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The Chair’s Corner

AC Group Picture 2018

Last month, the Aging and Disability Services Advisory Council held our annual retreat, which is a time for our members to reflect on the previous year, both to celebrate our successes and learn from our failures. It’s also time to plan for our future—identify what we hope to accomplish in the coming year and how we will work together to make it happen.

Among our goals for the new year is to increase our visibility and our effectiveness as advocates for older adults and people with disabilities. Toward this end, each Advisory Council member shared one thing they will commit to in 2018. Their action commitments included:

  • Testify at legislative hearings for key bills.
  • Develop stronger relationships with our elected officials—drop by their offices when they are in session; meet for coffee when they are in town; and send thank you notes!
  • Write letters to policy makers and participate in forums to solicit public input, such as the Veterans, Seniors, and Human Services Levy planning meetings.
  • Publish opinion pieces in local papers and other media, and find other ways to raise awareness about important issues.
  • Use our social networks to make sure people know what services and programs are available.
  • Expand our networks to ensure that we represent the diversity of the communities we serve.

Marcy Kubbs and Dick Woo engaging in conversation during a break.

I am sharing these commitments with the expectation that you will hold us accountable in our role as “the vision and voice” for older adults and people with disabilities in King County. I also invite you to make your own commitment for the coming year and encourage you to reference the following article resources in AgeWise King County:

Tribute to Roberto Maestas, founder of El Centro de la Raza.

Tribute to Roberto Maestas, founder of El Centro de la Raza.

I want to thank the staff from ADS and our King County partners who participated in our annual retreat. I also want to thank our amazing hosts at El Centro de la Raza—The Center for People of All Races. It was a privilege to have our event in this beautiful community center which reflects the rich cultural history of the Latino community and the agency’s commitment to racial equity and social justice. We were truly inspired by the story of their founding and the work they do every day to fulfill their mission “to build unity across all racial and economic sectors, to organize, empower, and defend our most vulnerable and marginalized populations and to bring justice, dignity, equity, and freedom to all the peoples of the world.”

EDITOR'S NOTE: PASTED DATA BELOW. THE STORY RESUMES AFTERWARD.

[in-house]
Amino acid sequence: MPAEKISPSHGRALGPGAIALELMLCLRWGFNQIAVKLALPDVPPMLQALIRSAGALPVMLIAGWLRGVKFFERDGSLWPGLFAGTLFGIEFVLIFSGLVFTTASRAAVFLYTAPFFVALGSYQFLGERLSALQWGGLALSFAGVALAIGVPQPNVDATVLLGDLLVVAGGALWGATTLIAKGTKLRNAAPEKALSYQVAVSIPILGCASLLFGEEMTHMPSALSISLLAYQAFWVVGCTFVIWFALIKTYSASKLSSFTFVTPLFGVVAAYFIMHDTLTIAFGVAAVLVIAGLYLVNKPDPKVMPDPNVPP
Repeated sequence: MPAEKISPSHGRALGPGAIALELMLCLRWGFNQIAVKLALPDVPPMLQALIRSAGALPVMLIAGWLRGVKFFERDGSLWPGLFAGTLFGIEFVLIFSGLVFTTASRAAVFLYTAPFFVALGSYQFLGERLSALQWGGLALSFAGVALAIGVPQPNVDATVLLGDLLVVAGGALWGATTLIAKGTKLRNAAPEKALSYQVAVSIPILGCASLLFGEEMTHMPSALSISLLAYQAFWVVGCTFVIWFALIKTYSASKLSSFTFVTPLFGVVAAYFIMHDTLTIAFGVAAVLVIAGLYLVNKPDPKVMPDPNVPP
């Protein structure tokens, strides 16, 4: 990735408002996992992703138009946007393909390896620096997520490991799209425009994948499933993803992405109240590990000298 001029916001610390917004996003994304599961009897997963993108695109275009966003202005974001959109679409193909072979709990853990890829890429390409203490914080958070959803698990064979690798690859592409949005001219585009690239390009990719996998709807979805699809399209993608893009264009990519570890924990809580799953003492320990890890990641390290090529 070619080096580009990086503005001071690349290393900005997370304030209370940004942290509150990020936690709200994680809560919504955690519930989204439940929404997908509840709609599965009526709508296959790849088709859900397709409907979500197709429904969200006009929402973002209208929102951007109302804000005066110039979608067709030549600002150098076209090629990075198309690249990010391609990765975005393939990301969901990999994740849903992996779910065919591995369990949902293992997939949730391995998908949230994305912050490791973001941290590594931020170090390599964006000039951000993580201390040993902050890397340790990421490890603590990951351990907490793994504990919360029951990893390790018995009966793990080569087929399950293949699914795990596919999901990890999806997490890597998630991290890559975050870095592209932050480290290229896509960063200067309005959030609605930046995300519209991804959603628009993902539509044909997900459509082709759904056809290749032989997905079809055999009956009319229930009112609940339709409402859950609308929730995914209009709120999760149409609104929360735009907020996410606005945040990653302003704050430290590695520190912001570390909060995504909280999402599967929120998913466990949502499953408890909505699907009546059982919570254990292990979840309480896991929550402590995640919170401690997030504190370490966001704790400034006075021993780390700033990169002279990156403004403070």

Our region offers a rich cultural history shaped by opportunities, hardships, and perseverance. Highlighted below are opportunities to engage in and learn about our cultural history.

Black History MonthBlack History Month—Learn about the Seattle Central District’s not-too-distant past in this short but powerful video from the Seattle Channel on An Elegant Utility—Building Across Generations. Also, read about Washington Rhinestone Club—a unique and special opportunity for young African American women who are crossing the threshold of becoming young adults. Consider attending the Black History Month Gathering—Resilience in the Black Community: What Gives Us Strength on February 24, 2018. Black History Month wouldn’t be complete without walking back into history to acknowledge and celebrate the brave and courageous men and women who have moved our country forward in racial equity efforts. Check out this month’s puzzle, Black History Month Scramble, to learn more about these brave individuals.

Lunar New Year Celebration—It is Year of the Dog this Lunar New Year, February 16. On February 10 the Wing Luke Museum is sponsoring a Lunar New Year Fair complete with Lion Dance, drums, firecrackers, and dancers. Click here for more details for the whole family to enjoy.

Japanese American Remembrance Trail—This month we will take you back to Seattle’s Japantown and introduce you to the new Japanese American Remembrance Trail, sponsored by the Wing Luke Museum. Consider getting your “steps in” by walking the trail while learning about Seattle’s Japanese American history.

Please join me in reflecting on the history that has shaped our region. History teaches us and leads us into a better future.


Contributor Ava Frisinger chairs the Seattle-King County Advisory Council on Aging & Disability Services, which publishes AgeWise King County. She welcomes input from readers via e-mail (advisorychair@agewisekingcounty.org) as well as applicants for open positions on the council. For more information, visit www.agingkingcounty.org/advisory-council.

Photo credit: Lorraine Sanford, Aging and Disability Services

Top photo—Advisory Council members—front row, left to right: June Michel, Ava Frisinger, Cynthia Snyder , Dick Woo, David Baker; Back row, left to right: Zelda Foxall, Sue Weston, Dave Rogers, Diana Thompson, Andrea Swaczuk, Florence Klein, Larry Low, Molly Holmes, Jenny Becker.


legislative-hotline

Remember that you can contact your state legislator at any time by calling the toll-free Legislative Hotline at 1-800-562-6000.

Following are some of the events that ADS Advisory Council members will participate in this month:

The Seattle-King County Advisory Council on Aging & Disability Services meets monthly, except January and October, and holds periodic forums. Open to the public, agendas are available within a week of the meeting. For more information or to request an accommodation, contact Gigi Meinig at gigi.meinig@seattle.gov or 206-684-0652.

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